No excuse for evasion
Discrimination against Israel's Arab minority requires correction, but it cannot serve as a pretext for the evasion of national service.
First there was the withdrawal of representatives of Yisrael Beiteinu and Habayit Hayehudi from the Plesner Committee tasked with creating an alternative to the Tal Law on military service. This was followed by the departure from the committee of the ultra-Orthodox representative, attorney Jacob Weinroth, and by threats by Kadima leaders over Prime Minister Benjamin Netanyahu's intention not to impose personal sanctions against draft dodgers. Finally, the committee was disbanded yesterday by the prime minister. All of these events make it clear that the politicians' concern is not for the suckers who bear the heavy burden of military service, but rather to ensure that they themselves do not end up being suckers. Heaven forbid they should appear to concede their own interests for the good of the public.
Those opposed to the text formulated by the committee made two demands: No personal sanctions should be imposed on ultra-Orthodox draft dodgers; and the duty to enlist must be applied also to the entire Arab population. These claims contradict one another.
If implemented, the first demand would impose sanctions on the institution in which a Haredi draft evader studies, instead of punishing the individual, in this way creating a unique enclave to shield ultra-Orthodox individuals from the law that imposes personal sanctions on every other draft dodger. The second demand espouses total equality. Such equality, it is superfluous to mention, does not exist in the Israeli reality - not in the budgets for Arab towns and villages, not in the workplaces that are accessible to Arabs, and not in the apartments they want to rent in Jewish cities.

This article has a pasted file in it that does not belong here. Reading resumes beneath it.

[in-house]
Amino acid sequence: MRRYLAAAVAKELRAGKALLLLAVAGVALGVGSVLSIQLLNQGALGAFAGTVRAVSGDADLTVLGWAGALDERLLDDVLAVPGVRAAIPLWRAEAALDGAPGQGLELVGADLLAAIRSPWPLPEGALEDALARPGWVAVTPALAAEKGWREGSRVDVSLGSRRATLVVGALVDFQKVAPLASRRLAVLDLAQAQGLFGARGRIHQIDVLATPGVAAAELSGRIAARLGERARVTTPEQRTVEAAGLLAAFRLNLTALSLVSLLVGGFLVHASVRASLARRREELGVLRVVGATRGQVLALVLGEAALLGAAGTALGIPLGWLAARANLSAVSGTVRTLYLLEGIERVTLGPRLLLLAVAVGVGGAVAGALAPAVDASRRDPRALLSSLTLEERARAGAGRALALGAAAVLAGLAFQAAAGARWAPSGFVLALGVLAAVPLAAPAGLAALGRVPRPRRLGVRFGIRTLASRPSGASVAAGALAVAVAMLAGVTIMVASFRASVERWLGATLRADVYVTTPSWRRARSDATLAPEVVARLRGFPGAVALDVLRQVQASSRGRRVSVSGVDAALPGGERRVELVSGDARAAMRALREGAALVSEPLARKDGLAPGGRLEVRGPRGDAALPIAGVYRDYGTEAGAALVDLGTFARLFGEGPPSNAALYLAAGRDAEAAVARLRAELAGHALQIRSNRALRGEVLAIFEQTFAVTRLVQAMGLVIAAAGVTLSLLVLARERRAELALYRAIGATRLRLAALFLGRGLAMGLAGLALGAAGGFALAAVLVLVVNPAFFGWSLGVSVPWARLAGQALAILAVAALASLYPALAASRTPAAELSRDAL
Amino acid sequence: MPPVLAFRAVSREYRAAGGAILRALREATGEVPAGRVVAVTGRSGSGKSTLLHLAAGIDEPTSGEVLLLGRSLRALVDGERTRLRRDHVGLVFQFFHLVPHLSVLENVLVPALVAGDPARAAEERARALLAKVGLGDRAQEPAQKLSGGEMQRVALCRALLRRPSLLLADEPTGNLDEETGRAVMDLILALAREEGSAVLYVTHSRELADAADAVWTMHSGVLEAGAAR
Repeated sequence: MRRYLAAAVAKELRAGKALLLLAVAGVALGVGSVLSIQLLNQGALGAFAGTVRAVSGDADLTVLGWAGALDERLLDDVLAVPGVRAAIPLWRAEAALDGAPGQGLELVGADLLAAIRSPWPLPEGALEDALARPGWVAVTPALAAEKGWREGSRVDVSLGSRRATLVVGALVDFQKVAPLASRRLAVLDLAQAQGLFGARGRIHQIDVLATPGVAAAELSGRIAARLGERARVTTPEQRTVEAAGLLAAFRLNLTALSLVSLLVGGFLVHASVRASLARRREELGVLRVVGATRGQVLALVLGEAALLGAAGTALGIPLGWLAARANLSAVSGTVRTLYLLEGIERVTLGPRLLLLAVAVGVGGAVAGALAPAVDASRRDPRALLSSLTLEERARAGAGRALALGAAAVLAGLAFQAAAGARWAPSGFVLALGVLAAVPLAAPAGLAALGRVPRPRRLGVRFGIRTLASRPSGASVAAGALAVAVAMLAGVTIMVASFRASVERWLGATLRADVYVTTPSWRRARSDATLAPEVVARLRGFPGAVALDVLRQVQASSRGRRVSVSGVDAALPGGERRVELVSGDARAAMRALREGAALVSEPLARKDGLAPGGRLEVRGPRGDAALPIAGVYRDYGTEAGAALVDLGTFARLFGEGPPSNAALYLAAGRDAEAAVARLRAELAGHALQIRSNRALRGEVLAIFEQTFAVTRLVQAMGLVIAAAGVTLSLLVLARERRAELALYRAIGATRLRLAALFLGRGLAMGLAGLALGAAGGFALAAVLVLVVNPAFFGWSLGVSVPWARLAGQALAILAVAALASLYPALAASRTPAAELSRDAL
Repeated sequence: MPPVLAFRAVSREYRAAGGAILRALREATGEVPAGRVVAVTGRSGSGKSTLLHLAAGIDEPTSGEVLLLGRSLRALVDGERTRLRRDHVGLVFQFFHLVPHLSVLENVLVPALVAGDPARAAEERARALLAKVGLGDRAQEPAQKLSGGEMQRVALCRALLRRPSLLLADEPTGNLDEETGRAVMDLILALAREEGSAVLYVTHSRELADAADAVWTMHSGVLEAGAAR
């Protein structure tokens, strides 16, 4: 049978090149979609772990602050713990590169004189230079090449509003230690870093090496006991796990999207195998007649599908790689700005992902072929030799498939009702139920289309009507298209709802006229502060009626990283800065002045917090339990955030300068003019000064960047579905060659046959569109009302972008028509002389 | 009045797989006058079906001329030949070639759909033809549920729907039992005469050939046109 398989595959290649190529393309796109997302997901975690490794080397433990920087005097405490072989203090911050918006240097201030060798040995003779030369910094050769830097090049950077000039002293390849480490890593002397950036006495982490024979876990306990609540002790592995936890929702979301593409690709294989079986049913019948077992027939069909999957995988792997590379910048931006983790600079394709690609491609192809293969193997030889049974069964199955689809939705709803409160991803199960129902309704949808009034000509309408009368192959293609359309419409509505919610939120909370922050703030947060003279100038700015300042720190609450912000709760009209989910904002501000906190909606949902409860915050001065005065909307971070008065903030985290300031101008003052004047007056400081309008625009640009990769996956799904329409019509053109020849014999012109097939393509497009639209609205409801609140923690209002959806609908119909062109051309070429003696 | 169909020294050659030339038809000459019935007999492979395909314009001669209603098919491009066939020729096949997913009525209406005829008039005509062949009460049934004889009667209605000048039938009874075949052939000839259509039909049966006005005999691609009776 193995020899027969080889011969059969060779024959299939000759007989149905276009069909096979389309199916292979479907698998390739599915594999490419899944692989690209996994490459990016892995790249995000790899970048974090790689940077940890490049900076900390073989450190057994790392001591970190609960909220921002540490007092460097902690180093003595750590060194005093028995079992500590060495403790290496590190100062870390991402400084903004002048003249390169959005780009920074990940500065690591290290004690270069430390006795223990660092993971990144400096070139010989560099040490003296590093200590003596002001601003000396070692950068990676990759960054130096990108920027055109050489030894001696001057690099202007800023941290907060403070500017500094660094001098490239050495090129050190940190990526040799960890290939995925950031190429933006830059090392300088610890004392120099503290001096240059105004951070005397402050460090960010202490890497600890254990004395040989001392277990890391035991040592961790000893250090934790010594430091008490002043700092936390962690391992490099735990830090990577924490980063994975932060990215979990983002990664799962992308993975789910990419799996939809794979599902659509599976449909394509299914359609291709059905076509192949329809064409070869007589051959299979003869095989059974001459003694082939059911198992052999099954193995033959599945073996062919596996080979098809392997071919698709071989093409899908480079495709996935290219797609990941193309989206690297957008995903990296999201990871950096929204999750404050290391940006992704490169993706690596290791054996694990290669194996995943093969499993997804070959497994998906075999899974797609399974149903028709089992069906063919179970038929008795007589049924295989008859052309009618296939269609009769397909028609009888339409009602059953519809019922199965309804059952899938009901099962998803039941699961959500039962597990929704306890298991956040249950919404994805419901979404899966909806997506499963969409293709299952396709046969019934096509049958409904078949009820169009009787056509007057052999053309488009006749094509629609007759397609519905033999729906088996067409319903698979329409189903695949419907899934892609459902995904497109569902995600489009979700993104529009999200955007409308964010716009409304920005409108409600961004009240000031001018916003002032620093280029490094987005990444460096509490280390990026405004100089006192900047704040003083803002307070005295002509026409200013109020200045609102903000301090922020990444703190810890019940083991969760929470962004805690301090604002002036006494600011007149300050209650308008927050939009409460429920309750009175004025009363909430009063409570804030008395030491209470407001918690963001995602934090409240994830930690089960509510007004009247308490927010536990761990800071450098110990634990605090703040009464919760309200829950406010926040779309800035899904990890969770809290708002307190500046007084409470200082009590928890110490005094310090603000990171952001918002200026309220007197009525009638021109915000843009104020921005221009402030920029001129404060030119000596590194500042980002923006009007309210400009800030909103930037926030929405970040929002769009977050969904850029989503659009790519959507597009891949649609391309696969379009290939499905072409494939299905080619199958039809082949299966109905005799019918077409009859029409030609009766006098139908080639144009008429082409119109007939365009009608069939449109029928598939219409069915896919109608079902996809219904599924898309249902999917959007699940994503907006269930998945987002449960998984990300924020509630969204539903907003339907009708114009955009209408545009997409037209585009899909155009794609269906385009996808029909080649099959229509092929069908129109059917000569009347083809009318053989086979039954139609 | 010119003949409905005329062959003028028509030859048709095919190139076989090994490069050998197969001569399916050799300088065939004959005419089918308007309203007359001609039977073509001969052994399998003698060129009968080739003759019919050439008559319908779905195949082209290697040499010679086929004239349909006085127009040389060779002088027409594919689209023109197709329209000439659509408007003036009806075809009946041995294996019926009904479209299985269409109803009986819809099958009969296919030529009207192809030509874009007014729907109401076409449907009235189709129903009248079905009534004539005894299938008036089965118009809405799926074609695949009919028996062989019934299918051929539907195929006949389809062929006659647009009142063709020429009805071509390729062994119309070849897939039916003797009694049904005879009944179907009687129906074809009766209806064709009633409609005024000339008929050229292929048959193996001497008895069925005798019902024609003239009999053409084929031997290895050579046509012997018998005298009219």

This discrimination indeed requires correction, but it cannot serve as a pretext for the evasion of national service. At the same time, it is impossible to ignore that the political reality and the national history create a difficult dilemma for the Arabs. This was understood by past governments and they refrained from forcing Arab citizens to enlist. This understanding is even more essential for a government that continues to treat the Arab minority with suspicion.
At the same time, it is impossible not to demand of Arab citizens that they share the burden - whether inside their own community or outside of it. Shirking this duty actually increases the Arab population's dependence on the state and gives the state another pretext for continuing to deprive the Arabs, and at the same time it pushes them to the margins of Israeli public life.
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